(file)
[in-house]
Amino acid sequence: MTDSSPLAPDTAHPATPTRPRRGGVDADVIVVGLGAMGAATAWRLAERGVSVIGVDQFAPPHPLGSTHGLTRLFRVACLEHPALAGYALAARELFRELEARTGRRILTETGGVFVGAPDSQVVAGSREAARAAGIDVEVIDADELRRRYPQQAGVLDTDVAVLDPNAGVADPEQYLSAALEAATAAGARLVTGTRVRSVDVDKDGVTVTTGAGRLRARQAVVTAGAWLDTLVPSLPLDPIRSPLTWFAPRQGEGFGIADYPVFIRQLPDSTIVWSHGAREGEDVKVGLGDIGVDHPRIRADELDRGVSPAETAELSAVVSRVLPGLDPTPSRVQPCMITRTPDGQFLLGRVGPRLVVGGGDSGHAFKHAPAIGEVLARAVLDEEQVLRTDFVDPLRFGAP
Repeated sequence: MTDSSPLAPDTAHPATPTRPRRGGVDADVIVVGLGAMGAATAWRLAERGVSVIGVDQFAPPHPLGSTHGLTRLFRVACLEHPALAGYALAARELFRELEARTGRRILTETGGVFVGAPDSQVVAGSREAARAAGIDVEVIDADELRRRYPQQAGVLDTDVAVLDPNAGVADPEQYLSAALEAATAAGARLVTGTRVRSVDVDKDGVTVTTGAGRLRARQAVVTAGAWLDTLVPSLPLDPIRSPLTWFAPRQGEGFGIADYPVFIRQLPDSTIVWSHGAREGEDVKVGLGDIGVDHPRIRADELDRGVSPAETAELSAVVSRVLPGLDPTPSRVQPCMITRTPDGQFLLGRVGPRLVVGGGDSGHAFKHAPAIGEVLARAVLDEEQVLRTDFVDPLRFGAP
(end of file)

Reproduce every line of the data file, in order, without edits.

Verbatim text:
[in-house]
Amino acid sequence: MTDSSPLAPDTAHPATPTRPRRGGVDADVIVVGLGAMGAATAWRLAERGVSVIGVDQFAPPHPLGSTHGLTRLFRVACLEHPALAGYALAARELFRELEARTGRRILTETGGVFVGAPDSQVVAGSREAARAAGIDVEVIDADELRRRYPQQAGVLDTDVAVLDPNAGVADPEQYLSAALEAATAAGARLVTGTRVRSVDVDKDGVTVTTGAGRLRARQAVVTAGAWLDTLVPSLPLDPIRSPLTWFAPRQGEGFGIADYPVFIRQLPDSTIVWSHGAREGEDVKVGLGDIGVDHPRIRADELDRGVSPAETAELSAVVSRVLPGLDPTPSRVQPCMITRTPDGQFLLGRVGPRLVVGGGDSGHAFKHAPAIGEVLARAVLDEEQVLRTDFVDPLRFGAP
Repeated sequence: MTDSSPLAPDTAHPATPTRPRRGGVDADVIVVGLGAMGAATAWRLAERGVSVIGVDQFAPPHPLGSTHGLTRLFRVACLEHPALAGYALAARELFRELEARTGRRILTETGGVFVGAPDSQVVAGSREAARAAGIDVEVIDADELRRRYPQQAGVLDTDVAVLDPNAGVADPEQYLSAALEAATAAGARLVTGTRVRSVDVDKDGVTVTTGAGRLRARQAVVTAGAWLDTLVPSLPLDPIRSPLTWFAPRQGEGFGIADYPVFIRQLPDSTIVWSHGAREGEDVKVGLGDIGVDHPRIRADELDRGVSPAETAELSAVVSRVLPGLDPTPSRVQPCMITRTPDGQFLLGRVGPRLVVGGGDSGHAFKHAPAIGEVLARAVLDEEQVLRTDFVDPLRFGAP